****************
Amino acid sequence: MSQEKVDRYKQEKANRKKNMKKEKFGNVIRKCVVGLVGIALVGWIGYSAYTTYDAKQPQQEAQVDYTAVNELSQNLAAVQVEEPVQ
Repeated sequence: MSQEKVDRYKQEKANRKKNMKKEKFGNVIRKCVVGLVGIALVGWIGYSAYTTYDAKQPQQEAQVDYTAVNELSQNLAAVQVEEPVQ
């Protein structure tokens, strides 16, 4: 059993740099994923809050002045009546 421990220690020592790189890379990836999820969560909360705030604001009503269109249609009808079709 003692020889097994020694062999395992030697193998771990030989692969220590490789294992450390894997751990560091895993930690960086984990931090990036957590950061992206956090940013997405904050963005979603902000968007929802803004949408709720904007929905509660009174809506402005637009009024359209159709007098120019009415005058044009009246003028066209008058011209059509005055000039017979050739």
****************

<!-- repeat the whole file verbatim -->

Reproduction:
Amino acid sequence: MSQEKVDRYKQEKANRKKNMKKEKFGNVIRKCVVGLVGIALVGWIGYSAYTTYDAKQPQQEAQVDYTAVNELSQNLAAVQVEEPVQ
Repeated sequence: MSQEKVDRYKQEKANRKKNMKKEKFGNVIRKCVVGLVGIALVGWIGYSAYTTYDAKQPQQEAQVDYTAVNELSQNLAAVQVEEPVQ
């Protein structure tokens, strides 16, 4: 059993740099994923809050002045009546 421990220690020592790189890379990836999820969560909360705030604001009503269109249609009808079709 003692020889097994020694062999395992030697193998771990030989692969220590490789294992450390894997751990560091895993930690960086984990931090990036957590950061992206956090940013997405904050963005979603902000968007929802803004949408709720904007929905509660009174809506402005637009009024359209159709007098120019009415005058044009009246003028066209008058011209059509005055000039017979050739």